Black Demons: The Media's Depiction of the African American Male Criminal Stereotype

By Dennis Rome | Go to book overview
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Theory: UCR, Racial Bias, Public Policy, and the Mass Media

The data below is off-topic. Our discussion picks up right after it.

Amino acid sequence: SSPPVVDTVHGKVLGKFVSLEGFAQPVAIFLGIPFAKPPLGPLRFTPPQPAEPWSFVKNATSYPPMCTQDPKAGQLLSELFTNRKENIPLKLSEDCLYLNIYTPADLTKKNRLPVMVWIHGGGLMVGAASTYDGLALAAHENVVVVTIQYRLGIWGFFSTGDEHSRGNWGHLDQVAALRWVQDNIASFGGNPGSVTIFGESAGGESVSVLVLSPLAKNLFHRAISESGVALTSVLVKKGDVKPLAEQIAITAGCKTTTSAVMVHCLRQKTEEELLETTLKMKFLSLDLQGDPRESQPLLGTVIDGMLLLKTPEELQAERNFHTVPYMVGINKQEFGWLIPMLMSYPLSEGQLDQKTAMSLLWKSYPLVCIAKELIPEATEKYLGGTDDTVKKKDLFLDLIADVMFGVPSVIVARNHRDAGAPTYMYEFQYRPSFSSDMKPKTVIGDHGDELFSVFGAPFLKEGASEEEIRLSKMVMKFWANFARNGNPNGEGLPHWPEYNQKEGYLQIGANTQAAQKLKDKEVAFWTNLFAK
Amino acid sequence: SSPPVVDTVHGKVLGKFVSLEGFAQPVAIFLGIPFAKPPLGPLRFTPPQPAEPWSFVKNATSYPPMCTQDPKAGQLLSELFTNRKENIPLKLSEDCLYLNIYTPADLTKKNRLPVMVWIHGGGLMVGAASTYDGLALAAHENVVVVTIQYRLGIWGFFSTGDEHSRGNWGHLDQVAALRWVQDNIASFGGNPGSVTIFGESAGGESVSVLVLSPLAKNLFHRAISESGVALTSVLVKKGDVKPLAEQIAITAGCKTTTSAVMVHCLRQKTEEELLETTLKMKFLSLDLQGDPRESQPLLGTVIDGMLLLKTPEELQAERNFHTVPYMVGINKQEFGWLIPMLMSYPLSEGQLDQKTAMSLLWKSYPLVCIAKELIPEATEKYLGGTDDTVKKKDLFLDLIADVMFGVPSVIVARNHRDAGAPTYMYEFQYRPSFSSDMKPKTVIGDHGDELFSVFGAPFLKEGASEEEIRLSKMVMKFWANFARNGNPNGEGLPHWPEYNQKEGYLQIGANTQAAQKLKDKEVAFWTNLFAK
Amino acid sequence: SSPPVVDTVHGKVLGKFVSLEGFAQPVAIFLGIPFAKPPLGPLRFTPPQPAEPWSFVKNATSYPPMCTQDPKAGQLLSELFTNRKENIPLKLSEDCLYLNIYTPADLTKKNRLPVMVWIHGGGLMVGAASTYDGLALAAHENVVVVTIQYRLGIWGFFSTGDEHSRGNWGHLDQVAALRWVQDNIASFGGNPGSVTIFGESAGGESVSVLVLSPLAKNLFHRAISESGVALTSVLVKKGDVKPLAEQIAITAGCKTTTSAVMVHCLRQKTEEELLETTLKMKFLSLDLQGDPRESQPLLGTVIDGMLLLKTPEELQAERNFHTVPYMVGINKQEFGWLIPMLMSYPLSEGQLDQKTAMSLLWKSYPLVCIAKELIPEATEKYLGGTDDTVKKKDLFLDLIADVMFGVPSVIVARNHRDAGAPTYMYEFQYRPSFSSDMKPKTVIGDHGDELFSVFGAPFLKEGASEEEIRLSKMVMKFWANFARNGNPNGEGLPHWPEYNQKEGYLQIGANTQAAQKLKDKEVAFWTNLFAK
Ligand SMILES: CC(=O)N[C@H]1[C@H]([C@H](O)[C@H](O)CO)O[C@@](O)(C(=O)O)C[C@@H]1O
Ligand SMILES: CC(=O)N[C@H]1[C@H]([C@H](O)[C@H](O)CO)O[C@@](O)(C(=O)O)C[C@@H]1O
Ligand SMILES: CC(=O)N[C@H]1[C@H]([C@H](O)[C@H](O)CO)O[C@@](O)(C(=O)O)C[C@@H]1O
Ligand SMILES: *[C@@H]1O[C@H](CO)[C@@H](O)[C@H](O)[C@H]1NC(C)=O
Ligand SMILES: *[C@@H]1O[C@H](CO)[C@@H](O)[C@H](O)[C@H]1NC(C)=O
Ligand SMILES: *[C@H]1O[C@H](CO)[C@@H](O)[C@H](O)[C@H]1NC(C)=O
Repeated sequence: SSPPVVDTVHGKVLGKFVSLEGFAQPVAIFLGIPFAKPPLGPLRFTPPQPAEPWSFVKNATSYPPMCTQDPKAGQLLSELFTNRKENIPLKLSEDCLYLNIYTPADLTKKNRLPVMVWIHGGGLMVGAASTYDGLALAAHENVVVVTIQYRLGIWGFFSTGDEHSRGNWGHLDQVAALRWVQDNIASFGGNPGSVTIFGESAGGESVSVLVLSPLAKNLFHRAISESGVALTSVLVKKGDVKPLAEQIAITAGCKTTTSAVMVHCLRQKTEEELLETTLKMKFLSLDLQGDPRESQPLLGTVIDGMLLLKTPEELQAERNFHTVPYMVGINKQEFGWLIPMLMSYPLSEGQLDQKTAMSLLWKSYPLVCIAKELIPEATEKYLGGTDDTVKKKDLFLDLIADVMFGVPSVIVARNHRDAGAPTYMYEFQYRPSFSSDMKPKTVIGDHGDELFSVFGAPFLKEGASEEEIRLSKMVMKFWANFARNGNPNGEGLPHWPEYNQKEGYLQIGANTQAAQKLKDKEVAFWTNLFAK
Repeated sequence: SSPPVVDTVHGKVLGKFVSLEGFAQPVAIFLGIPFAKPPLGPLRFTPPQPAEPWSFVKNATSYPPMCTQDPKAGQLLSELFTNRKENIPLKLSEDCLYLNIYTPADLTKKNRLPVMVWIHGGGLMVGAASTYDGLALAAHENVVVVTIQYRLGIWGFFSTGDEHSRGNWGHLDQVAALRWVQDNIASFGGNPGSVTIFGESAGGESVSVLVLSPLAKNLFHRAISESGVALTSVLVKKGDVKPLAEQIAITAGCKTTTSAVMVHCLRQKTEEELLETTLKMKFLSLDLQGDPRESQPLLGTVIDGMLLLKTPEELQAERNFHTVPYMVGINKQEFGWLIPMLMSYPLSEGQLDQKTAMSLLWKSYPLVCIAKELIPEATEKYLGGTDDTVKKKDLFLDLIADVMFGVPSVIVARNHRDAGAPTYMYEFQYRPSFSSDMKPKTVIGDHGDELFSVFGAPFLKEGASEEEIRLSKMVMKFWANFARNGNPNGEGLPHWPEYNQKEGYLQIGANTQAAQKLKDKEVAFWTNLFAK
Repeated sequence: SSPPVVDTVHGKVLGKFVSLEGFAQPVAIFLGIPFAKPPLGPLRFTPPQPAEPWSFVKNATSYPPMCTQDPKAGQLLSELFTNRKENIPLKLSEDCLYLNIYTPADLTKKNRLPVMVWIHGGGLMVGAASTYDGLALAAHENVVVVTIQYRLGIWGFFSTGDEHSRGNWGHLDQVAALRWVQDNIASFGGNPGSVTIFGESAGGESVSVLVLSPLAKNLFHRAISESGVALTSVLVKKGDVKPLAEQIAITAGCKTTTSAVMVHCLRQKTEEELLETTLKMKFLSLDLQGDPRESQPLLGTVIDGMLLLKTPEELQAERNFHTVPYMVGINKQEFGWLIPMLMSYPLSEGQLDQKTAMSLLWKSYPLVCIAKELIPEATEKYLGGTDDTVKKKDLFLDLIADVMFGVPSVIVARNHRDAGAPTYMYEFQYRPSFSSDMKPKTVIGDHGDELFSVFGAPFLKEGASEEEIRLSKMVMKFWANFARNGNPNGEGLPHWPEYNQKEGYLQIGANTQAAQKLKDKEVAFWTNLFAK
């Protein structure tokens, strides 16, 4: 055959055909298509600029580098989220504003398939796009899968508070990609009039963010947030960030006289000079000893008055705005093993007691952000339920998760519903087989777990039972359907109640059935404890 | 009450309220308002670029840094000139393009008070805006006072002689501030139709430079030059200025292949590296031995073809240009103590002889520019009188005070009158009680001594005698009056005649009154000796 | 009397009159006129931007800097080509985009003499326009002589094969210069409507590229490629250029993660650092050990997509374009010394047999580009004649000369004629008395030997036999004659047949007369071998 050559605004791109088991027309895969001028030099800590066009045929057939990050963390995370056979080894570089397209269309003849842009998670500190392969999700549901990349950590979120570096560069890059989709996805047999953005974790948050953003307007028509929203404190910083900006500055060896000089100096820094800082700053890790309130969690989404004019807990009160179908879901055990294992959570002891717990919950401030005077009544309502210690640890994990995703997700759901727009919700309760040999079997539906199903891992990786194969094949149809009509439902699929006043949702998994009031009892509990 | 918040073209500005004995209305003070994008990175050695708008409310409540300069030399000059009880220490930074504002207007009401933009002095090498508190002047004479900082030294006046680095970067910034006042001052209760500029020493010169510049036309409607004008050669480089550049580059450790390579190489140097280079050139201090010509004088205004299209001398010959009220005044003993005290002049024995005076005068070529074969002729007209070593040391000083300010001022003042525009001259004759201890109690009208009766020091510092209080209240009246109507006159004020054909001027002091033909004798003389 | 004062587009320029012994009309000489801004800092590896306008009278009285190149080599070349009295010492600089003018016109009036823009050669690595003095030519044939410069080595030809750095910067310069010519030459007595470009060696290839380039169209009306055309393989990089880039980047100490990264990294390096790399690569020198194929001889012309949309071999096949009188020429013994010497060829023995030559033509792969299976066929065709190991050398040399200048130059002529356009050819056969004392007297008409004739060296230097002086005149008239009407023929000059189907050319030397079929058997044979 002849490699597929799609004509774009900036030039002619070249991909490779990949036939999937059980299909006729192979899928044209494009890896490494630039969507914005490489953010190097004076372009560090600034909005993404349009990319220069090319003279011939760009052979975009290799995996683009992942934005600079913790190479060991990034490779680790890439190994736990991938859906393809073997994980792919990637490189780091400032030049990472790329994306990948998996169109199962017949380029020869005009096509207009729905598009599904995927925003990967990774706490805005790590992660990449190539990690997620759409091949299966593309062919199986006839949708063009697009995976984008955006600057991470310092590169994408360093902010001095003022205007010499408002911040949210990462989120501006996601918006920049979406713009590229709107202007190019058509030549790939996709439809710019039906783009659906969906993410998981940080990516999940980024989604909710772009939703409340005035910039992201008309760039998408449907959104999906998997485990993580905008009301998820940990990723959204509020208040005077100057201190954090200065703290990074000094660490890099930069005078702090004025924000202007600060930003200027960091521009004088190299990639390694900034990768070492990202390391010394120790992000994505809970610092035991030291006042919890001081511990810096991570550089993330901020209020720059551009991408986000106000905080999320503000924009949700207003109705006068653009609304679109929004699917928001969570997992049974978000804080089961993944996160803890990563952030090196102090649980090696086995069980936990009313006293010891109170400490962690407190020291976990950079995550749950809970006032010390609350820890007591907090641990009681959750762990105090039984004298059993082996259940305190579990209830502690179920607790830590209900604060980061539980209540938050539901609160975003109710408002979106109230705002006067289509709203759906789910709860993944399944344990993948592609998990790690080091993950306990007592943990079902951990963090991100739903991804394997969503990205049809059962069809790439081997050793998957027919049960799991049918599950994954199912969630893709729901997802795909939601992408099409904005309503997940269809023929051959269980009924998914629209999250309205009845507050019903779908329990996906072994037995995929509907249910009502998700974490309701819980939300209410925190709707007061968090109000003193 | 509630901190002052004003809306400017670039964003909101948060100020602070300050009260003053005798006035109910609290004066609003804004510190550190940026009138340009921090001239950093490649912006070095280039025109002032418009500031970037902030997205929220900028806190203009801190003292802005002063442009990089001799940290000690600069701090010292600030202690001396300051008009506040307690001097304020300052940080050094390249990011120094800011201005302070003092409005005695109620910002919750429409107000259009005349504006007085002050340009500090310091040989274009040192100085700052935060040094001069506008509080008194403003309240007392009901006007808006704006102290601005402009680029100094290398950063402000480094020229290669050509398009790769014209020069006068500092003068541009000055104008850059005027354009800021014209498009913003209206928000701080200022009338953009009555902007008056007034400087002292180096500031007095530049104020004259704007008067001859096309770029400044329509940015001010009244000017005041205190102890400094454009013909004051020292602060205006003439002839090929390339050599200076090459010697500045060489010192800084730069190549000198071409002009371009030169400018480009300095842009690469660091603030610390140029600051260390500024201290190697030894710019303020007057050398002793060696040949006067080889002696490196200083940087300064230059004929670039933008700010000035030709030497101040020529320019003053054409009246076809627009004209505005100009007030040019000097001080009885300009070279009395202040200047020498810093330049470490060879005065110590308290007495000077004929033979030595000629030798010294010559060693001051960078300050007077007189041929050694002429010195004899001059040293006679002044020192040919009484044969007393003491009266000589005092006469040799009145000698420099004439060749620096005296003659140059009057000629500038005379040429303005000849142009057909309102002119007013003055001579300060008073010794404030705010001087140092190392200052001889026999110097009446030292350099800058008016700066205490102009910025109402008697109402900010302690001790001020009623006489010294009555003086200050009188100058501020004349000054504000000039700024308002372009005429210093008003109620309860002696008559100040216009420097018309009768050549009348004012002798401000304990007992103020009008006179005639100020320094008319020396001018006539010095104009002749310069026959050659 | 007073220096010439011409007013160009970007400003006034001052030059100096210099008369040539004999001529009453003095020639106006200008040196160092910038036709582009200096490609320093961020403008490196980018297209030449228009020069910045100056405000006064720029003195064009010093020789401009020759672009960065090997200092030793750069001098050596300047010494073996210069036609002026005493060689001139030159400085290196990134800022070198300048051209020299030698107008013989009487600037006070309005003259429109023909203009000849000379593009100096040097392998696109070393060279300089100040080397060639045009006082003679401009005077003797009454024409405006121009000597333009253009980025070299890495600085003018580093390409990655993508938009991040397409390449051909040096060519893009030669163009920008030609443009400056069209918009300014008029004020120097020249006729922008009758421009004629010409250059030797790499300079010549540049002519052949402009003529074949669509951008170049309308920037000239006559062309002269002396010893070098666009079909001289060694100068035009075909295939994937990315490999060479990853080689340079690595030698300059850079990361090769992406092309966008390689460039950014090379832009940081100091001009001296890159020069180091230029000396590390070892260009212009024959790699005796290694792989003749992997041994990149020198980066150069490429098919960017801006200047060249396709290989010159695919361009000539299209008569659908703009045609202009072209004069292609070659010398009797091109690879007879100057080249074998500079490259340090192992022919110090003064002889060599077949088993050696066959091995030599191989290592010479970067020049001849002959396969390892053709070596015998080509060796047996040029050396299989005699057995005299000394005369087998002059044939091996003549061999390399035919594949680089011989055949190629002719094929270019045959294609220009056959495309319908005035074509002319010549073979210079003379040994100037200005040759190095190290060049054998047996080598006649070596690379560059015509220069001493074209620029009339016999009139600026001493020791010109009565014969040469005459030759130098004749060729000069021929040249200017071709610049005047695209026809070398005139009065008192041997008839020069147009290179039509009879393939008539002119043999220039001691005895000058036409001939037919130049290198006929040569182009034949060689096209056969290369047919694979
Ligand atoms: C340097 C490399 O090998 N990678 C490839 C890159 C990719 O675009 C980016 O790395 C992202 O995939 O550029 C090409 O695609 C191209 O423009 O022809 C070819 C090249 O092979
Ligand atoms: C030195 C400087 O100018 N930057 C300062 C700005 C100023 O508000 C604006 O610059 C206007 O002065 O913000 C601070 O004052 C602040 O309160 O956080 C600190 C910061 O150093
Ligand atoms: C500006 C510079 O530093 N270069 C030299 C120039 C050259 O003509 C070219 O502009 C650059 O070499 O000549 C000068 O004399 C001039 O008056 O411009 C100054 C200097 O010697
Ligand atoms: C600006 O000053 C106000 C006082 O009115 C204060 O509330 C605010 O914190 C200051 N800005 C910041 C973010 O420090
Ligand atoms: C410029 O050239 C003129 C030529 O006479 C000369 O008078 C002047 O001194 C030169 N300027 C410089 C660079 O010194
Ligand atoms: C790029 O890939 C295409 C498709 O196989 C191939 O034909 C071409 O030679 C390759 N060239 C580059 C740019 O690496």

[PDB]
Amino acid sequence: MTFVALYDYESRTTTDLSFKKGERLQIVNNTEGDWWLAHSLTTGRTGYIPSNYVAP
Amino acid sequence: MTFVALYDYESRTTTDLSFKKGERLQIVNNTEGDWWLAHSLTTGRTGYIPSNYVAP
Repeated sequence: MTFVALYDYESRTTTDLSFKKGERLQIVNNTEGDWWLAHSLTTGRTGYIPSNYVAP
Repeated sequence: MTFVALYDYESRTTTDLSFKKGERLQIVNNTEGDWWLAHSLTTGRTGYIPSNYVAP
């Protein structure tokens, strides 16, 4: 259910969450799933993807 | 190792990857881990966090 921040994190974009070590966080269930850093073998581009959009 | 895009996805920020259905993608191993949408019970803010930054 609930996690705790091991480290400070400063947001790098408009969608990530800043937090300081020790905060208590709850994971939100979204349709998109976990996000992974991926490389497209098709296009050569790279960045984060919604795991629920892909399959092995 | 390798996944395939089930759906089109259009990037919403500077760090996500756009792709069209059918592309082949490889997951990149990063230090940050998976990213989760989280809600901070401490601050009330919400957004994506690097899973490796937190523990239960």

The image of violent white Americans as social bandits was carried well into the post—World War II era. It appealed, of course, primarily to young white males. “Almost every boy in America, wrote one criminologist, “wanted to be Jesse James, the strong, fearless bandit who came to symbolize the individuality of the American West.” This image effectively “white-washed” the seriousness of white violence in the American consciousness through a process of turning attention away from the blood and horror of white predatory crime and refocusing it on fabricated, overly romanticized biographies. Whereas black violence was seen as dark and threatening, there was something quintessentially American about violence when it was rendered by whites. Diminished in its importance, violence then became an accepted and altogether normal rite of passage for millions of American white youths…. The group that defines the law and controls public opinion is the group that will define criminal images and control the punishments for all groups, not the least of which will be their own. Throughout history, white Americans have done precisely that. Through law and culture, they have created a condition whereby white American violence has become imageless. Yet when viewed in the broad scope of history, they do have an image, a very clearly defined image. From the landing of the Vikings to the present day, white American males have used their dominant social status to exercise habitual cruelty against weaker and less powerful people. There is only one word for that. Alas, the predatory white criminal is nothing less than a bully.1

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